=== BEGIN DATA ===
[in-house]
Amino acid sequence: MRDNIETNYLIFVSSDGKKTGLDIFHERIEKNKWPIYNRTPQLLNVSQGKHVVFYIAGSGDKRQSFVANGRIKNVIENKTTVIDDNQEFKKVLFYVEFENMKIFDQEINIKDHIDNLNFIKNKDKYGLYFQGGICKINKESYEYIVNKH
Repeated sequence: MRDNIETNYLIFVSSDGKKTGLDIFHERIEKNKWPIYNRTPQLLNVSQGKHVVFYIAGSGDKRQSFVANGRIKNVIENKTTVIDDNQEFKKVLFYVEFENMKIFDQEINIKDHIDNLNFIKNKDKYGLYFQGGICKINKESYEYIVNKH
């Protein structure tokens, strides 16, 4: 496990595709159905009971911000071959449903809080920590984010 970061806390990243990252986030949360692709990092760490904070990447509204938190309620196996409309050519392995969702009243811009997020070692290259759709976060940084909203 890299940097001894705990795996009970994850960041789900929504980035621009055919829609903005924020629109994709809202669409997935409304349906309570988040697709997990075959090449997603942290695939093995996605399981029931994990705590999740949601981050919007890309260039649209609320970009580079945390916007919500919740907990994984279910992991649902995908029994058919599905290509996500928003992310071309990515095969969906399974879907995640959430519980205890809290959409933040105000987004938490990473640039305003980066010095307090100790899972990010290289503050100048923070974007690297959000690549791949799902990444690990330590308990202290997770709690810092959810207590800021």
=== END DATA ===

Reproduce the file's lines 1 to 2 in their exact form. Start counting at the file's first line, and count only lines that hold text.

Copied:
[in-house]
Amino acid sequence: MRDNIETNYLIFVSSDGKKTGLDIFHERIEKNKWPIYNRTPQLLNVSQGKHVVFYIAGSGDKRQSFVANGRIKNVIENKTTVIDDNQEFKKVLFYVEFENMKIFDQEINIKDHIDNLNFIKNKDKYGLYFQGGICKINKESYEYIVNKH